The environmentalist response has been varying. Some, like Flynn and Nisbett, tried to create a Reductio ad absurdum by showing that heritability estimates were also positively correlated with the secular increase. But this attempt has met with failure (Rusthon and Jensen, 2010; see Flynn’s concession in The spectacles through which I see the race and IQ debate). More recently, it has been argued that the positive correlation is a function of multi-collinearity. The reasoning goes: Within populations, g and heritability correlate, so between population differences in g necessarily also lead to a correlation with heritability. Revelle et al (2011), for example, make this case:
Related to this is the so – called “ Spearman hypothesis, ” which claims that, if factor loadings on a variable are correlated with heritability and also with between – group
differences, then the between – group differences must be genetic. A simple thought
experiment shows why this is not true. Consider variables measuring overall height.
Of these, some will be better measures of height than others, perhaps because of
reliability issues, perhaps because the others are less valid. In this case the factor loadings on the general factor of height will be correlated with their heritability values. In addition, those measures that represent the better measure of height will show the biggest between – group differences in height. Indeed factor loadings, heritabilities, and between – group differences will be highly correlated, even though the between group difference is due to nutrition.” (Revelle et al., 2011. Individual differences: An up to date historical and methodological overview)
In A genetic origin of Black-White mean IQ differences? Weak inferences based on ambiguous results, Kan (et al.) makes this same case, just more elaborately. As he illustrates, a environmentally induced g difference would lead to the found correlation just as a genetically induced differences would.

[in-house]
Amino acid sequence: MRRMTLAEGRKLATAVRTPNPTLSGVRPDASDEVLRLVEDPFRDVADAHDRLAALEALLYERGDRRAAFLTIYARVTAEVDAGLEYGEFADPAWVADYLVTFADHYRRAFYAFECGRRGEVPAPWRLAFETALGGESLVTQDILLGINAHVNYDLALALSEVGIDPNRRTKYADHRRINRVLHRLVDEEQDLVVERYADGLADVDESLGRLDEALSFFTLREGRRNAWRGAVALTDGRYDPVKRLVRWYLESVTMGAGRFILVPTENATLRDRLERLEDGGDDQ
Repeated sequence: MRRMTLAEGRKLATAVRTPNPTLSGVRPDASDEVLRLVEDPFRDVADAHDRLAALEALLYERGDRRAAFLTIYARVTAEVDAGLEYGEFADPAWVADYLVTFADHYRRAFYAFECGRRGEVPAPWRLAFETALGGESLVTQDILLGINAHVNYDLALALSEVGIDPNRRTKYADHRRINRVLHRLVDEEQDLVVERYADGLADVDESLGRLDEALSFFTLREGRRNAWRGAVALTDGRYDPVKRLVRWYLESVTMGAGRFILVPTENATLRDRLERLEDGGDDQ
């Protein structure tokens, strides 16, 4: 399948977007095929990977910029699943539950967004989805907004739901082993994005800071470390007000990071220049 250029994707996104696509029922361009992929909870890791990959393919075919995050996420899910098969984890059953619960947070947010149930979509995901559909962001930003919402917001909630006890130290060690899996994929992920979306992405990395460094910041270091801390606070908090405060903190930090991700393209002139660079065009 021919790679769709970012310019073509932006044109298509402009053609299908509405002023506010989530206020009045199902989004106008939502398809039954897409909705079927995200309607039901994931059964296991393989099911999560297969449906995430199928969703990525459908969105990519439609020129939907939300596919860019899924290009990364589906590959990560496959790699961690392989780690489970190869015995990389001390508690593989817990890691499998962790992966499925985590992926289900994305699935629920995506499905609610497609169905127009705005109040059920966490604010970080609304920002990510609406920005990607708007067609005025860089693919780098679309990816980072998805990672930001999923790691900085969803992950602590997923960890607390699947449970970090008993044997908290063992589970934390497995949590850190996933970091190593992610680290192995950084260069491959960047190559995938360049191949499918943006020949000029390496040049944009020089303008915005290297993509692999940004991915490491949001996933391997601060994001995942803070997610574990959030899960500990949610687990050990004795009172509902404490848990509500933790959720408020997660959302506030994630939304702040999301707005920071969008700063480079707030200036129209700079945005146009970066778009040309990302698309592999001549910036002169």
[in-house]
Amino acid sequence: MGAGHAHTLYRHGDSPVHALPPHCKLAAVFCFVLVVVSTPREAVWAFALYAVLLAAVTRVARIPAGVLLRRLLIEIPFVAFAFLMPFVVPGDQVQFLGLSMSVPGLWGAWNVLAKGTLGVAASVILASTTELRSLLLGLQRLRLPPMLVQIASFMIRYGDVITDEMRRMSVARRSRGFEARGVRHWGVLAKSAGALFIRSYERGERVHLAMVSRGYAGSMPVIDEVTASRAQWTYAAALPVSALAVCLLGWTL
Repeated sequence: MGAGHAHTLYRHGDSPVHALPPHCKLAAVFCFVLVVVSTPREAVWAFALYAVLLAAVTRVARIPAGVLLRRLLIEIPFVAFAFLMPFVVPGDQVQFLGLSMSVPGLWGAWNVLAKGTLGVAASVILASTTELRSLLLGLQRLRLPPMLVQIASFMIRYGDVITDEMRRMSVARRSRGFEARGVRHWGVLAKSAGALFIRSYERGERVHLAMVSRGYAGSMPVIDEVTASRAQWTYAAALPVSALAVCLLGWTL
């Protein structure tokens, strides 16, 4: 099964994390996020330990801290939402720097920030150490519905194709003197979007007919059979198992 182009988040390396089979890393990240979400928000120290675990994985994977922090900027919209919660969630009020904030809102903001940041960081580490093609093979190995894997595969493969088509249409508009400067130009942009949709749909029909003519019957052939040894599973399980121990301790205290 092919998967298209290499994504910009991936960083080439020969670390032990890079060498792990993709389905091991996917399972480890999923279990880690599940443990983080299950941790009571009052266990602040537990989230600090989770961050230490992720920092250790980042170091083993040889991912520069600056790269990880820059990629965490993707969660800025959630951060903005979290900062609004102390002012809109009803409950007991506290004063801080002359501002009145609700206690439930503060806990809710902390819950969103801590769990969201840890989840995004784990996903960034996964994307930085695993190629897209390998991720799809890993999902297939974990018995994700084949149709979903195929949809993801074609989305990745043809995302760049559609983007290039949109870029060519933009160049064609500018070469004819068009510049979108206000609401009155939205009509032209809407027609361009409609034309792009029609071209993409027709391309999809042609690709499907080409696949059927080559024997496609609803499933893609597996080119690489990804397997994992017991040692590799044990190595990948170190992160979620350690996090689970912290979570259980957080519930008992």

Naturally, for this explanation to hold, one must posit g differences. Now, one would think that the existence of g differences was established. The evidence for them is rather strong. It’s difficult to explain the consistent correlations between IQ differences and g-loadings, without positing them (1). Yet, not infrequently, their existence is challenged; for example, Malda et al. (2010) recently conclude:
Our study fits in a series of studies that have given arguments to question the validity of [Spearman’s hypothesis]. The first type of argument focuses on the statistical analyses applied to test SH that are said to be too lenient (see Dolan et al., 2004). The second type of argument concerns the confounding of cognitive complexity with cultural complexity in current tests of SH. A high loading on a general cognitive ability factor does not merely imply a high cognitive complexity, but usually goes together with a high cultural complexity. Confirmations of SH that have been reported in the literature (e.g., Hartmann et al., 2007; Lynn & Owen, 1994; Te Nijenhuis & Van der Flier, 1997) may be based on this confounding in the data. We confirmed findings by Helms- Lorenz et al. (2003) which indicated that SH can only be tested when cultural complexity and cognitive complexity are both varied independently. Data from the present study and from Helms-Lorenz et al. show that when these types of complexity are unconfounded, SH is not supported. (Rugby versus Soccer in South Africa: Content familiarity contributes to cross-cultural differences in cognitive test scores.)